Vineyard visits during the harvest season, known as le vendage, can be great but make sure you time your trip right if you want to see the grapes being picked and join in the fun…
When is the best time for seeing the wine harvest in France?
Le vendage takes place in early fall in most parts of France. Exact timing depends on the region, the grape variety, the winemaker’s instincts and the sum of the year’s climate. It’s not as if you can buy your plane tickets a year in advance and hope to skate into your favorite winery with a plan. But keeping up on who’s picking what isn’t difficult because these days everyone is talking about it via social media, follow your favourite wine maker and you’ll be kept up to date with events.
Le vendage creates a need for extra vineyard staff to pick the grapes, with machines or by hand. In areas of the country where the vines are terraced, such as Côte-Rôtie, the harvesters carry baskets on their backs as they approach each vine along the climbing terraces. Drive the rural roads of France and you’ll share space with the tractors and trucks that bring the grapes from the vineyards to the co-ops and the wineries. There is a buzz of excitement in the air, and it’s really something to be a part of a harvest that will mature over many years in many cellars. Lots of wine lovers plan trips to their favorite regions at this time of year, in order to be around during harvest and get a feel for this step in the life of the wine they’ll buy and enjoy down the line. It’s also a gorgeous blue-sky time to visit France and if you are there for the beauty, you’ll be wrapped up in fall foliage, which on its own is enough to take the top down and drive the backroads.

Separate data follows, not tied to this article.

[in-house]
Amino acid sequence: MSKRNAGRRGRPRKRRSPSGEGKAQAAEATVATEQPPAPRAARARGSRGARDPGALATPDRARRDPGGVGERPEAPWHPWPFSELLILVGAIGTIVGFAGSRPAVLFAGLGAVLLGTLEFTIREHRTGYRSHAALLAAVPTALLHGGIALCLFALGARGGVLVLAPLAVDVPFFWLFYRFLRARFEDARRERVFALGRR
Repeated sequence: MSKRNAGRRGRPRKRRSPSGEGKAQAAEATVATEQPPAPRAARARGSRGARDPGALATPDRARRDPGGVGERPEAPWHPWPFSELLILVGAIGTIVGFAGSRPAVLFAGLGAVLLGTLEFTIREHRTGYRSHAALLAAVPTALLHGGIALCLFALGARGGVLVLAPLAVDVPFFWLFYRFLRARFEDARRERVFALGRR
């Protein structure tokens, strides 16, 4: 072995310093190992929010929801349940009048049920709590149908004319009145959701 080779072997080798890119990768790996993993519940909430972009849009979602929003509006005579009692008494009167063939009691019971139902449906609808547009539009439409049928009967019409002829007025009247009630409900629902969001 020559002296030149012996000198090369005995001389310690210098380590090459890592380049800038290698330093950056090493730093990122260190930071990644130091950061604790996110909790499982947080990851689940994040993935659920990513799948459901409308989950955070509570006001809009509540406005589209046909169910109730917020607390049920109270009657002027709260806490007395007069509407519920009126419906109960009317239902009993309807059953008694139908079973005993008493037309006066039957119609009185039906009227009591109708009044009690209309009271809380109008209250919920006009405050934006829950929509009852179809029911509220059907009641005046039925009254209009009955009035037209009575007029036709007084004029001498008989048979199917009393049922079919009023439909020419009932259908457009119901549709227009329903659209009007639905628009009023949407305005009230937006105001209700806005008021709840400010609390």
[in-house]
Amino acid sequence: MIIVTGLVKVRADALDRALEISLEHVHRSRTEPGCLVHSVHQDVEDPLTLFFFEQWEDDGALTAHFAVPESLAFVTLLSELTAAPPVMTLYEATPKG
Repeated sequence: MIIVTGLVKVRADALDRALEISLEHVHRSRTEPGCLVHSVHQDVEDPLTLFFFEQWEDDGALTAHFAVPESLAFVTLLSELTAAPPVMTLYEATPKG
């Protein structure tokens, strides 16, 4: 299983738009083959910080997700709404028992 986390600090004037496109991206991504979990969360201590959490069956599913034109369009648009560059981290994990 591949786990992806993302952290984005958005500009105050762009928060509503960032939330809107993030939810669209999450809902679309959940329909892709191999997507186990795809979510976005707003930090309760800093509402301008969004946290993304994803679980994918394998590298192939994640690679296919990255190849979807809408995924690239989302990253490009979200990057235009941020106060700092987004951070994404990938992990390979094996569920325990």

Being around for harvest means living like a local, which may have a downside if you’re interested in meeting winemakers and visiting tasting rooms. Le vendage is all-hands-on-deck, so everyone on staff may be too busy to meet with you. It’s not that they don’t want to chat, but consider the volume of grapes that are being put forth during this short harvest phase. It is anticipated that the 2014 harvest yielded nearly 600 billion bottles of wine. Some years though bring signs of a struggle. Even on a good year, if you’re hoping that prices will drop on your favorite French bottle, that it unlikely to happen since the shortages of the past are topped up in successful years.
Perhaps you will visit during le vendage, or stay home and wait for the finished product. Or, for a perfect mix, visit during a slightly slower time and chat with the winemaker and walk around the vines. You might be able to see the facility and witness the grapes during the process that occurs after harvest, production. Hanging around the tasting room ensures that you’ll get to experience the best part of the whole cycle: a glass of wine in your hand.
Jill Barth is a wine writer in Chicago who thinks you’d like a lovely glass of wine.